Winston Churchill once described a political opponent, Clement Attlee, as “a modest man who had a great deal to be modest about.” This quip came in response to reforms Atlee implemented as England’s new Prime Minister, post-World War II after Churchill had been voted out of office.

The COVID-19 recovery is underway, and some things are beginning to feel normal again. Mask mandates are lifting, many live events are at full capacity, and shaking hands is back in vogue.

But many are debating the aftereffects of COVID-19, particularly, inflation.

For investors, the fear of inflation is now the biggest “tail risk” in markets per a Bank of America monthly fund manager survey. Inflation passed COVID-19 as the markets’ largest concern in March and held the top spot since.

The case for inflation makes sense. Roughly 25% of all dollars in circulation were created in the past 12 months, which is the fastest year over year growth in dollars since the 1940s.

In May, the U.S. inflation rate increased nearly 5%, the fastest rate of growth since 2008.

U.S. Inflation Rate

Source: YCharts. Time period reflects 1/1/2000 through 5/31/2021.

Core inflation, which excludes the volatile impact of gasoline and food prices, experienced its sharpest rise in almost 30 years.

U.S. Core Inflation Rate

Source: YCharts. Time period reflects 1/1/1991 through 5/31/2021.

The debate is on whether this recent inflation will be indefinite or temporary and there is logic to both sides of the argument.

Arguments for temporary inflation include:

  • Manufacturing came to a halt during the pandemic. Once supply ramps up, we’ll be able to catch up to the high demand.
  • Stimulus cash eventually runs out, unemployment benefits will be pulled back and demand normalizes.

Arguments for indefinite inflation include:

  • Manufacturing takes longer than expected to make a full recovery.
  • The nature of today’s demand will be different than pre-pandemic. One example would be housing. Millennials are the largest cohort of the population driving the demand for new housing. If the trend from renting to owning amongst millennials continues, supply shortages may persist.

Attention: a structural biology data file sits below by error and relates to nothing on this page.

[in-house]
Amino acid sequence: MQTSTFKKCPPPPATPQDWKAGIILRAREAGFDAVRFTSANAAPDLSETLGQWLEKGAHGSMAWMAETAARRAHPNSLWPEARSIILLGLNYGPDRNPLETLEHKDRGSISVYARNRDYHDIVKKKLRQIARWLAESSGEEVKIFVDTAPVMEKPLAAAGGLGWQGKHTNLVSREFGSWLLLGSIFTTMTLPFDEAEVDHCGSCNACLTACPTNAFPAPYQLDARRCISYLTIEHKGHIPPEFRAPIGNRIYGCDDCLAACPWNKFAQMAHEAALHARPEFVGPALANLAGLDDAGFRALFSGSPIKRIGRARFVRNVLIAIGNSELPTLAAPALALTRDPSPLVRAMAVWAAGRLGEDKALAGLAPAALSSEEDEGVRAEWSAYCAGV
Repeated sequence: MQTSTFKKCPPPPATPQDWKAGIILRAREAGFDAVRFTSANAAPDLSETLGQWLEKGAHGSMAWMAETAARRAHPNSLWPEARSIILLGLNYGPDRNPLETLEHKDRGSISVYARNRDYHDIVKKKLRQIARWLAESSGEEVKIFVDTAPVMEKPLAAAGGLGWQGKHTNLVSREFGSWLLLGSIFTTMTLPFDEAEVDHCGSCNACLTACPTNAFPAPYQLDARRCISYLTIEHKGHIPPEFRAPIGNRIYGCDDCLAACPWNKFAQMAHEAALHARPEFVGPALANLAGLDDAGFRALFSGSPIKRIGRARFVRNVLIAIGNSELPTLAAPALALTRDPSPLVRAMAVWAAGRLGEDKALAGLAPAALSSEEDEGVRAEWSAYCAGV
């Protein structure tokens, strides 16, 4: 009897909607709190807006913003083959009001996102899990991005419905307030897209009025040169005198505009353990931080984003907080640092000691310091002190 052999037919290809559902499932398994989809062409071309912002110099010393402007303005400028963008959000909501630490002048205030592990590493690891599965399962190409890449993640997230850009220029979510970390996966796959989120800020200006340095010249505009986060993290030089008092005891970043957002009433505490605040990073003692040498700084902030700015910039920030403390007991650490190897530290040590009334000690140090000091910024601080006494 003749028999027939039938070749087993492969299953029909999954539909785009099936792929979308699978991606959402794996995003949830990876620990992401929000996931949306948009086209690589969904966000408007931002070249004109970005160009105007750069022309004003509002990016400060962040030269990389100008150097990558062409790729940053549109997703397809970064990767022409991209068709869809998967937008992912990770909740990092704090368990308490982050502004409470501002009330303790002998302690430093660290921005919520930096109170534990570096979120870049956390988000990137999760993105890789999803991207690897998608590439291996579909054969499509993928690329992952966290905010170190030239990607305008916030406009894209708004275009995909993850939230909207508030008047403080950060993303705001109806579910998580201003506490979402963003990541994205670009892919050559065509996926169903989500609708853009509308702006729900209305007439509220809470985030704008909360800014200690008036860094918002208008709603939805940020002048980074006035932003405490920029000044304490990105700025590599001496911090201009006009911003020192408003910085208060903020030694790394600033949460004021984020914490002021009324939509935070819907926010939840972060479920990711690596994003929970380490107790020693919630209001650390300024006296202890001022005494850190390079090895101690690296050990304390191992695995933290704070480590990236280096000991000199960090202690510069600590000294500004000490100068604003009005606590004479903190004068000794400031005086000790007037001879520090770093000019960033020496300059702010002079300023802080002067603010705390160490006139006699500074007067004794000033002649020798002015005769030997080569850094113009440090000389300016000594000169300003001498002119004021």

Curiously, interest rates have stopped rising with inflation and the spread between inflation and treasury yields is the widest it has been in more than 10 years.

Treasury Inflation Spread

Source: YCharts. Time period reflects 6/15/2011 through 6/15/2021.

Interest rates not trending higher with inflation could be one signal the market is predicting temporary inflation. If inflation were here to stay, you would expect rates to rise with inflation to compensate bond investors.

But predicting any of this is difficult, even the experts get it wrong. Two prominent examples, specific to inflation, include the Federal Reserve and Warren Buffett.

Since the financial crisis, the Fed has been targeting inflation to run at 2% annually. This policy strategy was laid out in a 2012 speech.

Only a few years after establishing this inflation strategy, it became clear the Fed was not able to be a puppet master of inflation. In a 2017 speech, then Fed Chair Janet Yellen admitted as much, saying:

Our understanding of the forces driving inflation is imperfect, and we recognize that something more persistent may be responsible for the current undershooting of our longer-run (inflation) objective.”

She went on to add, “… we will monitor incoming data closely and stand ready to modify our views of inflation based on what we learn.”

In other words, as facts change, opinions change with them.

Warren Buffett had similar troubles trying to predict inflation. In his 2008 Berkshire Hathaway annual letter, he referred to the fiscal stimulus in response to the crisis, writing:

“The economic medicine that was previously meted out by the cupful has recently been dispensed by the barrel. These once-unthinkable dosages will almost certainly bring on unwelcome aftereffects. Their precise nature is anyone’s guess, though one likely consequence is an onslaught of inflation.

Yet, the feared levels of inflation never came.

The Troubled Asset Relief Program (TARP), which authorized $700 billion to purchase toxic assets from financial companies, was passed in October 2008. In the 10 years following TARP’s passing, average inflation in the U.S. was 1.5%, a miniscule amount relative to history.

TARP Inflation Chart

Source: YCharts. Time period reflects 10/1/2008 through 10/1/2018.

The main lesson learned is to focus on the easier questions rather than the hard ones. Financial journalism tends to portray inflation as the Grim Reaper or something to be feared.

But some areas of the market benefit from higher inflation.

Real estate equities that own hotels, rental properties, and warehouses can increase rents in response to higher prices. In addition, value stocks like banks and energy companies stand to benefit as well. Energy stocks benefit from higher commodity prices and financial stocks benefit from higher interest rates, both of which are byproducts of higher inflation.

We’re seeing this theme play out in real-time. The chart below shows Financials, Energy, and Real Estate are the best performing sectors this year, all returning more than double the S&P 500.

Sector Return Graph

Source: YCharts. Time period reflects 1/1/2021 through 6/15/2021.

When the Fed, Treasury, or Warren Buffett offer opinions, people listen. And even they can’t be counted on to get it right every time, especially regarding economic matters that are dependent on so many variables.

This serves as a reminder that while doubt is not a pleasant condition, certainty is an absurd one.

Like Clement Attlee, we have a lot to be modest about.

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